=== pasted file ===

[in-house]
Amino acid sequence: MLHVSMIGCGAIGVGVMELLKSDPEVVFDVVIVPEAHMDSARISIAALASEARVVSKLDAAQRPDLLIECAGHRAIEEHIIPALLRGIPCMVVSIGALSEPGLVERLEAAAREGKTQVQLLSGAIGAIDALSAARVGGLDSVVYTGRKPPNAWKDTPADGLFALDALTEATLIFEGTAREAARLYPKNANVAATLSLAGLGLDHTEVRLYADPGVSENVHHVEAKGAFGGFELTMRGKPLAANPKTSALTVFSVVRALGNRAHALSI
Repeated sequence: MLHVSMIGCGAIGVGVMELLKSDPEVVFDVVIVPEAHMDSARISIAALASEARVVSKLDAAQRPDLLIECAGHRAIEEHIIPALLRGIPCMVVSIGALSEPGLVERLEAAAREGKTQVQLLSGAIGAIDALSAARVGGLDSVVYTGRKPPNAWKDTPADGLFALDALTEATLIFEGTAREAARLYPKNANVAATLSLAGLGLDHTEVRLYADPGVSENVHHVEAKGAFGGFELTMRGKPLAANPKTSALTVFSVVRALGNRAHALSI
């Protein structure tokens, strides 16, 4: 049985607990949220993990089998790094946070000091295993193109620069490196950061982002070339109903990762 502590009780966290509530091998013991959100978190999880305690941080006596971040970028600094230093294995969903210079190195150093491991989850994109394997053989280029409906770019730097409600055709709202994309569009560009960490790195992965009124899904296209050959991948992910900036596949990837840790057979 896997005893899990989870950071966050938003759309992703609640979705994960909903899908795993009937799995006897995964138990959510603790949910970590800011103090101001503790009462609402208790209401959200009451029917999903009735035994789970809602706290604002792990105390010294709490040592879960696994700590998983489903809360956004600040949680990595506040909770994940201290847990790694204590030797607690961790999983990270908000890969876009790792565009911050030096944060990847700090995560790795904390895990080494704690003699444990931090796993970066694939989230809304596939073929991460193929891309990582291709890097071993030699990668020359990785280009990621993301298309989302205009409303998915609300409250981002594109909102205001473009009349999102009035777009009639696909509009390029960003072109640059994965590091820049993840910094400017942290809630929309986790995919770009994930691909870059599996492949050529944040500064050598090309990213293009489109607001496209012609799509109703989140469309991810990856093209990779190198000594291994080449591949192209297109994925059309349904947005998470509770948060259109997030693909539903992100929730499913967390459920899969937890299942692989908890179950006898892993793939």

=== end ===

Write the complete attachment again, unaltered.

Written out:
[in-house]
Amino acid sequence: MLHVSMIGCGAIGVGVMELLKSDPEVVFDVVIVPEAHMDSARISIAALASEARVVSKLDAAQRPDLLIECAGHRAIEEHIIPALLRGIPCMVVSIGALSEPGLVERLEAAAREGKTQVQLLSGAIGAIDALSAARVGGLDSVVYTGRKPPNAWKDTPADGLFALDALTEATLIFEGTAREAARLYPKNANVAATLSLAGLGLDHTEVRLYADPGVSENVHHVEAKGAFGGFELTMRGKPLAANPKTSALTVFSVVRALGNRAHALSI
Repeated sequence: MLHVSMIGCGAIGVGVMELLKSDPEVVFDVVIVPEAHMDSARISIAALASEARVVSKLDAAQRPDLLIECAGHRAIEEHIIPALLRGIPCMVVSIGALSEPGLVERLEAAAREGKTQVQLLSGAIGAIDALSAARVGGLDSVVYTGRKPPNAWKDTPADGLFALDALTEATLIFEGTAREAARLYPKNANVAATLSLAGLGLDHTEVRLYADPGVSENVHHVEAKGAFGGFELTMRGKPLAANPKTSALTVFSVVRALGNRAHALSI
């Protein structure tokens, strides 16, 4: 049985607990949220993990089998790094946070000091295993193109620069490196950061982002070339109903990762 502590009780966290509530091998013991959100978190999880305690941080006596971040970028600094230093294995969903210079190195150093491991989850994109394997053989280029409906770019730097409600055709709202994309569009560009960490790195992965009124899904296209050959991948992910900036596949990837840790057979 896997005893899990989870950071966050938003759309992703609640979705994960909903899908795993009937799995006897995964138990959510603790949910970590800011103090101001503790009462609402208790209401959200009451029917999903009735035994789970809602706290604002792990105390010294709490040592879960696994700590998983489903809360956004600040949680990595506040909770994940201290847990790694204590030797607690961790999983990270908000890969876009790792565009911050030096944060990847700090995560790795904390895990080494704690003699444990931090796993970066694939989230809304596939073929991460193929891309990582291709890097071993030699990668020359990785280009990621993301298309989302205009409303998915609300409250981002594109909102205001473009009349999102009035777009009639696909509009390029960003072109640059994965590091820049993840910094400017942290809630929309986790995919770009994930691909870059599996492949050529944040500064050598090309990213293009489109607001496209012609799509109703989140469309991810990856093209990779190198000594291994080449591949192209297109994925059309349904947005998470509770948060259109997030693909539903992100929730499913967390459920899969937890299942692989908890179950006898892993793939």